The western Balkans and the EU
In the queue
The door to membership remains open, but the region must do more to get it
TO THOSE who oppose further European Union expansion to the western Balkans, the statement in July by Jean-Claude Juncker, the new European Commission president, was heartening. Negotiations would continue, he said, but “no further enlargement will take place over the next five years.” The political message seemed to be that the whole process was being slowed down.
The statement was “controversial and populistic,” says Stefan Fule, the outgoing enlargement commissioner, because no Balkan country would have been ready to join in the next five years. “It was a wrong message to the western Balkans at a wrong time”. Rumours spread the enlargement job would be dropped in Mr Juncker's new commission. A few angry words (and tweets) from Carl Bildt, the outgoing Swedish foreign minister, helped head that off. To drop the enlargement portfolio, he said, would be a “very bad signal” and an “abdication of responsibility”.
The appointment earlier this month of Johannes Hahn, an Austrian, as the new commissioner, led to a search for meaning in his job title: neighbourhood policy and enlargement negotiations. The neighbourhood comprises six ex-Soviet countries plus the southern Mediterranean. Charles Tannock, a British member of the European Parliament, suggests that Mr Juncker's downplaying of enlargement “is to assuage public opinion”. It has become a harder sell, he says, because of fears of organised crime and migration, quite apart from the unrelated controversy about a future membership of Turkey.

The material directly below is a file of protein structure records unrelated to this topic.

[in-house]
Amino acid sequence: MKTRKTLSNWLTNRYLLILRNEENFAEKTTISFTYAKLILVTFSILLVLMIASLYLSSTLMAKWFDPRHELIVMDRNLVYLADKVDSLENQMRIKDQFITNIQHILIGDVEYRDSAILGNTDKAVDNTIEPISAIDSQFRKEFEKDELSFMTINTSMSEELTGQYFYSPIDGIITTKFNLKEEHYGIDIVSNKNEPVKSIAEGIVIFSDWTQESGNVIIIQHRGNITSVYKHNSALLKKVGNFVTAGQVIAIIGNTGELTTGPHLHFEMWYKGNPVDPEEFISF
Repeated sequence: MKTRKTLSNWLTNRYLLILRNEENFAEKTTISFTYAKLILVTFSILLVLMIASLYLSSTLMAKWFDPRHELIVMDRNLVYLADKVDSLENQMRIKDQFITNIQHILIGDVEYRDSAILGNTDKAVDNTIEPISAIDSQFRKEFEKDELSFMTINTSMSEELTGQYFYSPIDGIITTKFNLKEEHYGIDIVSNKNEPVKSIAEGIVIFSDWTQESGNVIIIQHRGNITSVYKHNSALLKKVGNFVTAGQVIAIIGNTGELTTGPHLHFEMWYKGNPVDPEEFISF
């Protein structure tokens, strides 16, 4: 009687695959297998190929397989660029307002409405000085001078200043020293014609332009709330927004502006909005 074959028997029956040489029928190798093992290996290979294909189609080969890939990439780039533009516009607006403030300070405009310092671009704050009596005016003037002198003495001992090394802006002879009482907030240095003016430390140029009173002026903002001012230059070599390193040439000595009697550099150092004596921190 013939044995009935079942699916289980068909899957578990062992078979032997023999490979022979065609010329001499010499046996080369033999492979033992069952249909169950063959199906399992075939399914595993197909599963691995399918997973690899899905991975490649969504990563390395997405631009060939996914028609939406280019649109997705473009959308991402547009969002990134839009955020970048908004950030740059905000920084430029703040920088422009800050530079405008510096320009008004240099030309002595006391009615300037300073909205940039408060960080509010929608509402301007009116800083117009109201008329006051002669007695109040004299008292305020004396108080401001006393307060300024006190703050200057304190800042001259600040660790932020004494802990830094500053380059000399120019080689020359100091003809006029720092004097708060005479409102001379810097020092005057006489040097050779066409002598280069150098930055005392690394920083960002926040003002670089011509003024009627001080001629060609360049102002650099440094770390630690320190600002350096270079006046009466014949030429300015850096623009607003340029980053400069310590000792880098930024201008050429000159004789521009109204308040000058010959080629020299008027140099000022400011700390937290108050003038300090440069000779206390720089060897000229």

The western Balkans have lost the previous strong support of Britain, which mainly worries about immigration these days. But Germany has become more active. However, the deeper problems lie not within the EU but in the region itself. The progress of Bosnia, with its dysfunctional government, has been stalled for eight years. That of Macedonia remains blocked by a dispute with Greece about its name. Kosovo is so far behind that it remains the only country west of Ukraine whose citizens cannot travel to the EU's Schengen zone without a visa.
This leaves Montenegro, which is negotiating, Albania, which became an official candidate in June, and Serbia, which has a green light to begin talks and hopes to do so by the end of the year. Tanja Miscevic, Serbia's chief negotiator, has mixed feelings. Putting the emphasis on negotiations is a good thing, she says, but political commitment also matters.
There is a risk, says a new report by The Balkans in Europe Policy Advisory Group of analysts, of a “Turkish scenario” of talks that never end. That could open up other dangers, including meddling by Russia or Turkey. The report suggests that giving up the goal of EU membership, even if not formally, would have consequences “for democracy, inter-ethnic relations and for long-term economic investments”.
Luckily the western Balkans will shortly acquire one new ally in Brussels: Federica Mogherini, the Italian who is to be the EU's high representative for foreign policy. Her country, like Mr Hahn's, knows the Balkans well and understands that enlargement is a security issue. A stable Balkans is an asset for all, but an unstable and poor one could export crime and migrants or even lurch back into conflict. For Mr Juncker, says Miroslav Lajcak, the Slovak foreign minister, enlargement is clearly not a priority; but this need not cause the Balkans undue alarm. As Elmar Brok, chairman of the European Parliament's foreign-affairs committee gruffly sums up, they just need to do their homework.
幸运的是，西巴尔干半岛将很快会在布鲁塞尔获得一个新同盟：将负责欧盟外交政策最高级代表的意大利人Federica Mogherini。与哈恩的国家一样，她的国家，对巴尔干半岛十分了解，也明白扩大问题是一种安全问题。一个稳定的巴尔干半岛是世界的财富，但是一个动乱又贫穷的巴尔干半岛很可能会输出犯罪和移民甚至陷入战争。斯洛伐克外交部长Miroslav Lajcak表示，对于容克来说，欧盟扩大显然不是应该优先考虑的事情，但是欧盟扩大也不必引起无故恐慌。就像Elmar Brok—欧洲议会外交事务委员会主席—总结的那样，他们只需要做好自己分内的事就好。